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OT: TBolt eSATA adaptor is pretty darn slick at first glance.

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Chris HarlanOT: TBolt eSATA adaptor is pretty darn slick at first glance.
by on Apr 24, 2012 at 12:30:55 am

Popped it out of the box. Plugged it in. Plugged a Glyph 4 TB (2 platter, RAID 0). Zoom. Blackmagic saith: 185 MBs Write, 225 MBs Read. I'll say more if there is more. When I have another break, I'll try to G-RAIDs.


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Chris KennyRe: OT: TBolt eSATA adaptor is pretty darn slick at first glance.
by on Apr 24, 2012 at 1:10:35 am

[Chris Harlan] "Popped it out of the box. Plugged it in. Plugged a Glyph 4 TB (2 platter, RAID 0). Zoom. Blackmagic saith: 185 MBs Write, 225 MBs Read. I'll say more if there is more. When I have another break, I'll try to G-RAIDs."

It unfortunately does't seem to support port multipliers, so it doesn't enable cheap multi-drive eSATA enclosures. (At least that's what I've seen reported; I haven't been able to find a definitive answer.)

The Sonnet Echo can be used with several models of ExpressCard eSATA adaptor that support port multiplication, so that might be a better option for some.

--
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You should follow me on Twitter here. Or read our blog.


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Chris HarlanRe: OT: TBolt eSATA adaptor is pretty darn slick at first glance.
by on Apr 24, 2012 at 1:37:20 am

[Chris Kenny] "[Chris Harlan] "Popped it out of the box. Plugged it in. Plugged a Glyph 4 TB (2 platter, RAID 0). Zoom. Blackmagic saith: 185 MBs Write, 225 MBs Read. I'll say more if there is more. When I have another break, I'll try to G-RAIDs."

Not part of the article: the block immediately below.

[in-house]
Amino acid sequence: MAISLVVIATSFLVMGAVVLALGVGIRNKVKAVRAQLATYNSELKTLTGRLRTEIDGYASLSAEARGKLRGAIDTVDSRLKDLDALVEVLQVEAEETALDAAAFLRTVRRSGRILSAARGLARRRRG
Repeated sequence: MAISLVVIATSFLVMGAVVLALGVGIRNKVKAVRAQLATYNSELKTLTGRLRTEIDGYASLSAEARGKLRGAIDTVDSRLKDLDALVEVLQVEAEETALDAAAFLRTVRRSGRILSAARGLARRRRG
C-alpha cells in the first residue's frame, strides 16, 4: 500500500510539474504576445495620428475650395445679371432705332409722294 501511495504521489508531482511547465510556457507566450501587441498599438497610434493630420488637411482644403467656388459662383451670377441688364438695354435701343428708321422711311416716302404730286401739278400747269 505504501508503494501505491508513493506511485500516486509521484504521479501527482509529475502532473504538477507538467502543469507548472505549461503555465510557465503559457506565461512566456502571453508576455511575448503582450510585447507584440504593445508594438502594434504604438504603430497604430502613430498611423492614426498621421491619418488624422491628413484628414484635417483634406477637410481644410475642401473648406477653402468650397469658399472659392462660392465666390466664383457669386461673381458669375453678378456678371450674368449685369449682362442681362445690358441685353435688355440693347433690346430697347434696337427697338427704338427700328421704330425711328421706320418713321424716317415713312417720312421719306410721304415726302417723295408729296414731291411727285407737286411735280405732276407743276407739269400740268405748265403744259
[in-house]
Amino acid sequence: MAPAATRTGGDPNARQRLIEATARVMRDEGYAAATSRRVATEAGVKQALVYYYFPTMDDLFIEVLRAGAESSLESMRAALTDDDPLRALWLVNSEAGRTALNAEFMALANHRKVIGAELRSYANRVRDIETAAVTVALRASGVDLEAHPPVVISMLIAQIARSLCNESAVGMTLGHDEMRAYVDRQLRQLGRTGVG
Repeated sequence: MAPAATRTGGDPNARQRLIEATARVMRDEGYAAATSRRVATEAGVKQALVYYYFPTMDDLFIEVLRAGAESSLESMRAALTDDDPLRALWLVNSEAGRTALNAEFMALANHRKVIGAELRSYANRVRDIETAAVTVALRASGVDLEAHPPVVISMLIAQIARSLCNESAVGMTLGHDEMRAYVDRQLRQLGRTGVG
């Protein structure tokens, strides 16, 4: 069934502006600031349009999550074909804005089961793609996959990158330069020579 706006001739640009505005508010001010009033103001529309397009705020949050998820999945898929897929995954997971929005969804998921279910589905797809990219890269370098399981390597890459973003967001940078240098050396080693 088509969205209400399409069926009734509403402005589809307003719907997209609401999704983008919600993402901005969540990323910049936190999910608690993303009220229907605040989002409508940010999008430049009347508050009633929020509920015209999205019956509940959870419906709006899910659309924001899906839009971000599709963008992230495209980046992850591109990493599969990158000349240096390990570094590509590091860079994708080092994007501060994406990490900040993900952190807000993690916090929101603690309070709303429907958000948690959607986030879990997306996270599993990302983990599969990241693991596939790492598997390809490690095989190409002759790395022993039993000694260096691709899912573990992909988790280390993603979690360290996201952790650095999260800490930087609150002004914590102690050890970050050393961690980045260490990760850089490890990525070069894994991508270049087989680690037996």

It unfortunately does't seem to support port multipliers, so it doesn't enable cheap multi-drive eSATA enclosures. (At least that's what I've seen reported; I haven't been able to find a definitive answer.)

The Sonnet Echo can be used with several models of ExpressCard eSATA adaptor that support port multiplication, so that might be a better option for some.
"


Well, La-de-da. "Some" might also want to have Thunderbolt pass-through so that they can be using video i/o (other other items that require the end of the chain), which the Sonnet Echo does not have.


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David LawrenceRe: OT: TBolt eSATA adaptor is pretty darn slick at first glance.
by on Apr 24, 2012 at 2:00:17 am

[Chris Harlan] "Well, La-de-da. "Some" might also want to have Thunderbolt pass-through so that they can be using video i/o (other other items that require the end of the chain), which the Sonnet Echo does not have."

Actually, port multipliers are really nice. I use this one with a Sonnet esata expresscard adaptor in my Macbook Pro:

http://www.amazon.com/ESATA1-Esata-External-Port-Multiplier/dp/B0019T06FK

It's a drag it won't work with the LaCie.

_______________________
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Chris HarlanRe: OT: TBolt eSATA adaptor is pretty darn slick at first glance.